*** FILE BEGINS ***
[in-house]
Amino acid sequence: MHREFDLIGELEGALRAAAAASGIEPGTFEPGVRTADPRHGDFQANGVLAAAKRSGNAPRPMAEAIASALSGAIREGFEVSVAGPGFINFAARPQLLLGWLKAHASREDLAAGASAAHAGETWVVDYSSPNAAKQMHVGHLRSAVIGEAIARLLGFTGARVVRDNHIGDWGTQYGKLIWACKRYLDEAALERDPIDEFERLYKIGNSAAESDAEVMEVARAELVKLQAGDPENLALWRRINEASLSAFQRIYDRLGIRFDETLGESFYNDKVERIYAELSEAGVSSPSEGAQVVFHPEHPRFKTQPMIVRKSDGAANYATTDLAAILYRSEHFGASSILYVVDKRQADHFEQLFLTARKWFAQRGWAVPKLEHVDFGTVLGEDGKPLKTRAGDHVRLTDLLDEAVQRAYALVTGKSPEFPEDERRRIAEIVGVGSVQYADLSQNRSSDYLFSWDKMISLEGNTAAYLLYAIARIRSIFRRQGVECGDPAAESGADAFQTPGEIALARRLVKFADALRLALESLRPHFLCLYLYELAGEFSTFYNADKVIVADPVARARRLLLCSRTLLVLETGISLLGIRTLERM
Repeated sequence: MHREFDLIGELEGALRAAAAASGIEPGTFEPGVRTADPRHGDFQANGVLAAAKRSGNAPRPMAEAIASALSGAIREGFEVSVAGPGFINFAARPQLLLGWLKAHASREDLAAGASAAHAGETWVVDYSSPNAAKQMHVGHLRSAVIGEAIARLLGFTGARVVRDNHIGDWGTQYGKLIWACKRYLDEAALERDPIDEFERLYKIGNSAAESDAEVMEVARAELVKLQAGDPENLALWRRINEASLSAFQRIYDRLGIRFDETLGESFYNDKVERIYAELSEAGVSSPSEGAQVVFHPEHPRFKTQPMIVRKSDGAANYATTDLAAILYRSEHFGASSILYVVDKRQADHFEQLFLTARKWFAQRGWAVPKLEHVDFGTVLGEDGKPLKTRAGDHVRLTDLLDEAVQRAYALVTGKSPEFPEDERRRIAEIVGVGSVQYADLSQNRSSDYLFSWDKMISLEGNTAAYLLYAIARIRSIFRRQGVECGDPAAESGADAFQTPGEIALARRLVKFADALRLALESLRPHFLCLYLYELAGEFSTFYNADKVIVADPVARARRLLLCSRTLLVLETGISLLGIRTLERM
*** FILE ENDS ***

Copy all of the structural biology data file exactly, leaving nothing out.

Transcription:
[in-house]
Amino acid sequence: MHREFDLIGELEGALRAAAAASGIEPGTFEPGVRTADPRHGDFQANGVLAAAKRSGNAPRPMAEAIASALSGAIREGFEVSVAGPGFINFAARPQLLLGWLKAHASREDLAAGASAAHAGETWVVDYSSPNAAKQMHVGHLRSAVIGEAIARLLGFTGARVVRDNHIGDWGTQYGKLIWACKRYLDEAALERDPIDEFERLYKIGNSAAESDAEVMEVARAELVKLQAGDPENLALWRRINEASLSAFQRIYDRLGIRFDETLGESFYNDKVERIYAELSEAGVSSPSEGAQVVFHPEHPRFKTQPMIVRKSDGAANYATTDLAAILYRSEHFGASSILYVVDKRQADHFEQLFLTARKWFAQRGWAVPKLEHVDFGTVLGEDGKPLKTRAGDHVRLTDLLDEAVQRAYALVTGKSPEFPEDERRRIAEIVGVGSVQYADLSQNRSSDYLFSWDKMISLEGNTAAYLLYAIARIRSIFRRQGVECGDPAAESGADAFQTPGEIALARRLVKFADALRLALESLRPHFLCLYLYELAGEFSTFYNADKVIVADPVARARRLLLCSRTLLVLETGISLLGIRTLERM
Repeated sequence: MHREFDLIGELEGALRAAAAASGIEPGTFEPGVRTADPRHGDFQANGVLAAAKRSGNAPRPMAEAIASALSGAIREGFEVSVAGPGFINFAARPQLLLGWLKAHASREDLAAGASAAHAGETWVVDYSSPNAAKQMHVGHLRSAVIGEAIARLLGFTGARVVRDNHIGDWGTQYGKLIWACKRYLDEAALERDPIDEFERLYKIGNSAAESDAEVMEVARAELVKLQAGDPENLALWRRINEASLSAFQRIYDRLGIRFDETLGESFYNDKVERIYAELSEAGVSSPSEGAQVVFHPEHPRFKTQPMIVRKSDGAANYATTDLAAILYRSEHFGASSILYVVDKRQADHFEQLFLTARKWFAQRGWAVPKLEHVDFGTVLGEDGKPLKTRAGDHVRLTDLLDEAVQRAYALVTGKSPEFPEDERRRIAEIVGVGSVQYADLSQNRSSDYLFSWDKMISLEGNTAAYLLYAIARIRSIFRRQGVECGDPAAESGADAFQTPGEIALARRLVKFADALRLALESLRPHFLCLYLYELAGEFSTFYNADKVIVADPVARARRLLLCSRTLLVLETGISLLGIRTLERM